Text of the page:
A simulation of a proposed three-phase method for proportional representation in South Africa

  • G. Geldenhuys
  • M.J. Sciocatti
  • PduT Fourie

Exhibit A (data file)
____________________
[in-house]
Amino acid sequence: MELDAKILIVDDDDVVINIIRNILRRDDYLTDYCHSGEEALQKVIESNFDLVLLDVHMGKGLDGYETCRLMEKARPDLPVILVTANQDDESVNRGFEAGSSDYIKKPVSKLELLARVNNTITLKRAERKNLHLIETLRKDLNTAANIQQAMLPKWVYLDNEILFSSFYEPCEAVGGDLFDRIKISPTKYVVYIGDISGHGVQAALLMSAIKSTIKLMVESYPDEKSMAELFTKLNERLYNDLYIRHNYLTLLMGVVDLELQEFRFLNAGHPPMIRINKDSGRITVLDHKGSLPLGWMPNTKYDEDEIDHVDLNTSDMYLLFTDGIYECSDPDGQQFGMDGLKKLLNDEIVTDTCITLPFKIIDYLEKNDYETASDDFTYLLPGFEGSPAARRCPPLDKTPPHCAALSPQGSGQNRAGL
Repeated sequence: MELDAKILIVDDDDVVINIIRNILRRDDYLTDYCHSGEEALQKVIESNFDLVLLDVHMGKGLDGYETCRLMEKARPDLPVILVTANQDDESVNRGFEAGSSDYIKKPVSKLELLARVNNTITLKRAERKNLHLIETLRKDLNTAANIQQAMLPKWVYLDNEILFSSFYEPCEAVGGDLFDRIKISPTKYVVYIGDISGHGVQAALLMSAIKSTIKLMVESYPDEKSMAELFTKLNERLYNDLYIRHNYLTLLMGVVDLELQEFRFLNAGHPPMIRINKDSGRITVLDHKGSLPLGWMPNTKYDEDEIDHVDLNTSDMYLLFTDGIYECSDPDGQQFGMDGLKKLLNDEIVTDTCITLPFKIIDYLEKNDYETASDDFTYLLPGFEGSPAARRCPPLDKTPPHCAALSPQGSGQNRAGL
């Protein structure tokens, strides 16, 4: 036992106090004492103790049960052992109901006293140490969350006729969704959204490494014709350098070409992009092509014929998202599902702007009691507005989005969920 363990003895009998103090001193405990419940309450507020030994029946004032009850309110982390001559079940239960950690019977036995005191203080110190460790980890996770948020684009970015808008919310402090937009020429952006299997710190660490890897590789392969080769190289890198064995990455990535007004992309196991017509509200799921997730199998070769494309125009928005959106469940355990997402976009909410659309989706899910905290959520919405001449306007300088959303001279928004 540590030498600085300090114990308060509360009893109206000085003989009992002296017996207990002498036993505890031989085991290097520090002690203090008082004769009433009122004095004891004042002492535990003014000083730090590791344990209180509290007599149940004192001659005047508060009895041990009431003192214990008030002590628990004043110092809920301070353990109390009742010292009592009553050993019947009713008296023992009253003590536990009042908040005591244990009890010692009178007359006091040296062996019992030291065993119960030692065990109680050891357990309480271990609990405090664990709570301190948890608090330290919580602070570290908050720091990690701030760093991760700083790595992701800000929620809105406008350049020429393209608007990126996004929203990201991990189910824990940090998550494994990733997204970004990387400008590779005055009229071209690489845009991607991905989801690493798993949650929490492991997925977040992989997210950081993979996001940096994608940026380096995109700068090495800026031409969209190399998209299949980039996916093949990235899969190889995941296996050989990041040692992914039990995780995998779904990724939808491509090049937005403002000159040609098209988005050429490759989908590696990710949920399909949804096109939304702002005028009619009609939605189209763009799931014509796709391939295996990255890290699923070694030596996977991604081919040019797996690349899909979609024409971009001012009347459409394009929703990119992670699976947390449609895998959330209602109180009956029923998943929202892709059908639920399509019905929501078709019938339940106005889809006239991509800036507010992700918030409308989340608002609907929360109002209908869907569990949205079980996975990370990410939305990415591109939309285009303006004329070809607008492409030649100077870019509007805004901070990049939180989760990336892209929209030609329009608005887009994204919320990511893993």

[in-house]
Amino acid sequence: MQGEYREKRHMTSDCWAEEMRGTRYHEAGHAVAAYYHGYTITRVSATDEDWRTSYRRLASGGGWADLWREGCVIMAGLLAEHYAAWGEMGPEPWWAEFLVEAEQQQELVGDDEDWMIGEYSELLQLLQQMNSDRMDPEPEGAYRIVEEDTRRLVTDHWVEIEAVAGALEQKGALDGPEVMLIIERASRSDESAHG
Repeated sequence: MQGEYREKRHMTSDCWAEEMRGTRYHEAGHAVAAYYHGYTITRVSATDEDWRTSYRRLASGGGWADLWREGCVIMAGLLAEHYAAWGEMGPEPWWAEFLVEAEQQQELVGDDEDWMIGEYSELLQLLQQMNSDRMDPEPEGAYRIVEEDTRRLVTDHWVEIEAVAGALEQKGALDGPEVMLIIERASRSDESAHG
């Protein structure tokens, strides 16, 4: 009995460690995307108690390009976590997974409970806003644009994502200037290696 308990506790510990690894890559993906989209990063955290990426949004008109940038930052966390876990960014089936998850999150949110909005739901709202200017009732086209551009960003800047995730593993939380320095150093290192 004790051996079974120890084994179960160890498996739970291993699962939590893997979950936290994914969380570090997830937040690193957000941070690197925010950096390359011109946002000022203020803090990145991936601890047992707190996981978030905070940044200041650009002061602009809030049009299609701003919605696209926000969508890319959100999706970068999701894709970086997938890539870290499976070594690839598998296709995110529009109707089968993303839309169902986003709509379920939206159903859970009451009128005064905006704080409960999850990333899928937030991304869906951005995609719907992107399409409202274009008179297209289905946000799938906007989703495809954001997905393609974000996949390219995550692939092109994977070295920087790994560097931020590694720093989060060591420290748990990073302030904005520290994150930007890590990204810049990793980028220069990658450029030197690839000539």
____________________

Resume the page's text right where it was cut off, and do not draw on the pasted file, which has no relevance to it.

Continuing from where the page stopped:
In October 1922 the President's Council of the Republic of South Africa approved a report on a proportional polling system for the country in a new constitutional dispensation. A three-phase method is proposed to ensure that there is not only proportionality with respect to the electoral regions of the country, but also on a party basis with respect to the votes cast in the election. A lower house of parliament with 400 seats is proposed. In the first phase 300 of the seats are made available to the various regions in proportion to the number of eligible voters in the respective regions. In the election the various parties compete for these 300 seats in the different regions. The second phase consists of allocating the seats to the parties on the basis of the actual votes cast for them in the regions. Because of factors such as variable percentage polls and support for the parties in the separate regions, it could happen that a particular party's portion of the 300 seats is not in accordance with the votes that it receives nationally. In the third phase the remaining 100 seats are used to rectify such situations. On the basis of the votes cast, these 100 seats are used for compensatory purposes, so that the final allocation of the 400 seats to the parties should be proportional to the support for the parties in the election. Fixed regional party lists of candidates for the election and the Jefferson allocation method are used in the applicable phases. We translate the pose of the President's Council report into formal mathematical descriptions of the proposed methods. Several hypothetical examples are used to illustrate the methods and to point out possible problems. A computer program which implements the methods is described briefly and is used to simulate various elections. These simulations show that 100 compensatory seats should be sufficient for the purpose for which they were introduced. We hope that our descriptions and analyses will contribute to the debate on an acceptable and practical electoral system in a new South Africa.
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